Putin’s Intelligence Crisis

February 3, 2017
Amid the political and diplomatic chaos in the US since Donald Trump assumed the presidency, the Russian leadership has been experiencing its own turmoil, until recently kept under wraps, but now emerging into the open. Read full article

Russia: The End of the Illusion?

February 23, 2016
A recent poll by the respected Levada Center in Moscow reported that more than half of all Russians—53 percent—think the greatest threat now facing their country is economic impoverishment. Meanwhile, the Kremlin has been confronted with some of the most devastating revelations of high-level government corruption yet to surface during the Putin era. Read full article>>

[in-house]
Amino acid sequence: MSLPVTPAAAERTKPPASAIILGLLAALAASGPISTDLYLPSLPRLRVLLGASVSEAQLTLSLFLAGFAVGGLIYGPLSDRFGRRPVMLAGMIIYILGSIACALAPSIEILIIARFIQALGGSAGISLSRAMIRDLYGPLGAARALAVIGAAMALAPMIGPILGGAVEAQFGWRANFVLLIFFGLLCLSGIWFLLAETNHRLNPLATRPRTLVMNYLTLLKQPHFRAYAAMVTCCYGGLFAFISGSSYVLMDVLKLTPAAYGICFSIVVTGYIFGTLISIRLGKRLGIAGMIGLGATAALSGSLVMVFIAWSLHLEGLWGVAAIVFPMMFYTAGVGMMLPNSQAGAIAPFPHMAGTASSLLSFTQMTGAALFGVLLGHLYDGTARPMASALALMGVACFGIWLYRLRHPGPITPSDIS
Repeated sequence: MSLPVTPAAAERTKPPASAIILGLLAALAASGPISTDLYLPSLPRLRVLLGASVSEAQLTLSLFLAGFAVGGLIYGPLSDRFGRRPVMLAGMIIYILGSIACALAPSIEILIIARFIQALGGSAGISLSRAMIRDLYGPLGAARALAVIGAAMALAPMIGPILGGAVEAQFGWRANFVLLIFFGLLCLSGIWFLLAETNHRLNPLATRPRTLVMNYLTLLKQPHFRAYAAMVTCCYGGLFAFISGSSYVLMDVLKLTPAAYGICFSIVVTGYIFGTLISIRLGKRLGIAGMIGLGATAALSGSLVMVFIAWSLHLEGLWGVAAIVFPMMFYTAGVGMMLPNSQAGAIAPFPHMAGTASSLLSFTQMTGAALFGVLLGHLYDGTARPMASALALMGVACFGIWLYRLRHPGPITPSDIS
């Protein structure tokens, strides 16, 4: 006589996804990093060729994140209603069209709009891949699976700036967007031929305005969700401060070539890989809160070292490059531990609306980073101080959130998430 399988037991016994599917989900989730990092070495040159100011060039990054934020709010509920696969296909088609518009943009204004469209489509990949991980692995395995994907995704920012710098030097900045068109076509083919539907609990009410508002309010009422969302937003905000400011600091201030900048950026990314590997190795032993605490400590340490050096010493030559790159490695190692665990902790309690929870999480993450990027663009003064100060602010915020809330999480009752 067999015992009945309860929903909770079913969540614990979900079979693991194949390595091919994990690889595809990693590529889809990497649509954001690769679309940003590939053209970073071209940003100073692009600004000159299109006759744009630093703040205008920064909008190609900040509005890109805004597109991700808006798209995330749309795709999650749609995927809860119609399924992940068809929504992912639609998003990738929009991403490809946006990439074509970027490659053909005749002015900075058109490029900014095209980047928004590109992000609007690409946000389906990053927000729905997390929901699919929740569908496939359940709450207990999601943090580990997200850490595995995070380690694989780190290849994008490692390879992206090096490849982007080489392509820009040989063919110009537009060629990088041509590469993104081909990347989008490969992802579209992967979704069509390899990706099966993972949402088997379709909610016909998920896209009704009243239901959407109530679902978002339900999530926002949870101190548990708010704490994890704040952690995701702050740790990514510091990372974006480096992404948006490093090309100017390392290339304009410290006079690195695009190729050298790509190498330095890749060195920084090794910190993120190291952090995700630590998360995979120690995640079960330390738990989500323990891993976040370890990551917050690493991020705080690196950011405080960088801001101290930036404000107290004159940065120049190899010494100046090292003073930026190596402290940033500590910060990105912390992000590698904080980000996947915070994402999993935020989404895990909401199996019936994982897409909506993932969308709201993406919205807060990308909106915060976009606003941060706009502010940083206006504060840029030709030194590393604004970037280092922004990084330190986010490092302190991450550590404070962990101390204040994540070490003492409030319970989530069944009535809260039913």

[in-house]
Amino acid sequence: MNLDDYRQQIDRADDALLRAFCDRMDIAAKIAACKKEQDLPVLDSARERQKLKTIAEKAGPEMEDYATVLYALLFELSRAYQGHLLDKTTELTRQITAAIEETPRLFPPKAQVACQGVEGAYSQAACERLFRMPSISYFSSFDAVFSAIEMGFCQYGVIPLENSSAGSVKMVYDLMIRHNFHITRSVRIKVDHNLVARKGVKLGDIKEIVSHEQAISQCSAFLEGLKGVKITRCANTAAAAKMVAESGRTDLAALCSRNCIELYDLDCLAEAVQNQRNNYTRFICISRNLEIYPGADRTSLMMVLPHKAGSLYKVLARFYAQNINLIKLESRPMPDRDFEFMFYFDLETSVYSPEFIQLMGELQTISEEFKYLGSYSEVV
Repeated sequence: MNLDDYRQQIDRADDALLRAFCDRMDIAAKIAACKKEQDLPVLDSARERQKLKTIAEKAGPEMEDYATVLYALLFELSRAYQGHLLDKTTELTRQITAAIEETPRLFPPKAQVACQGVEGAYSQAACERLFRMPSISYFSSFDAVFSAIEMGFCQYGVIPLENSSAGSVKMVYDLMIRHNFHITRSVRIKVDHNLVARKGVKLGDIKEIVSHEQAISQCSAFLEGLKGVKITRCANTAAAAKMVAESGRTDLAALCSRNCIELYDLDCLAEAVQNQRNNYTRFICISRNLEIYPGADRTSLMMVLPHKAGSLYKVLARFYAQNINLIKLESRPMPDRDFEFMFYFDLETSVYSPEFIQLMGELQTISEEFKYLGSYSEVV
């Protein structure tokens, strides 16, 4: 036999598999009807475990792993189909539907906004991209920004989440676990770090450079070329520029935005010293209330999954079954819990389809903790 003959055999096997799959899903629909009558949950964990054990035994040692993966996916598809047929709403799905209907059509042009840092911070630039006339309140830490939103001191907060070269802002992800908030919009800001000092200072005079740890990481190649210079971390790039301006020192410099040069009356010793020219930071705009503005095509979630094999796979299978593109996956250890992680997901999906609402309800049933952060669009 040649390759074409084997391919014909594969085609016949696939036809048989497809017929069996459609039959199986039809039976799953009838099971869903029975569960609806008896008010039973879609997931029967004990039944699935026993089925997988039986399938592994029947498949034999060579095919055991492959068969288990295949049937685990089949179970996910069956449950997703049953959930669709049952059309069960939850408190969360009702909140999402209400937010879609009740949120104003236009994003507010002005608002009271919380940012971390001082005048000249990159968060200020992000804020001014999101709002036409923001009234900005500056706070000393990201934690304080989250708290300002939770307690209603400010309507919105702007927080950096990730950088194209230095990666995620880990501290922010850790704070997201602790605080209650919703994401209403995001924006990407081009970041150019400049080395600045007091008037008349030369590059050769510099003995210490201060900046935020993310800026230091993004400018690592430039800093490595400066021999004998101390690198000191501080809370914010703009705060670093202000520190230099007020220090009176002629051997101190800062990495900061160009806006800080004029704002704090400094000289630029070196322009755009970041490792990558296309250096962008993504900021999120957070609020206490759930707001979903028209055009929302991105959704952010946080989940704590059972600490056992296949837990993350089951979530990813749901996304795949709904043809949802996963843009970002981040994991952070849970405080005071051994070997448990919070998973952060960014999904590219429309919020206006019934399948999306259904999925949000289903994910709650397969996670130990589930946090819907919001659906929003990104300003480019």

Egypt:Why Putin Needs the FBI

NOVEMBER 9, 2015
The investigation of the crash of a Russian passenger plane over Egypt’s Sinai Peninsula on October 31 took an unexpected turn on Friday, when unnamed senior US officials told CBS News that Russian authorities had requested the help of the FBI.
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Why Russia Needs Syria

OCTOBER 13,2015
In both the Ukrainian and Syrian conflicts, the Kremlin is trying to provide a counterweight to NATO. Yet while Russia has managed thus far to hold its own in Ukraine, the Syrian gambit is far riskier. Russian journalist Yulia Latynina says, “The scandals over Guantanamo and Abu Ghraib will seem like kindergarten in comparison to what in a month the western media will be saying about Russian involvement in Syria.” Read full Article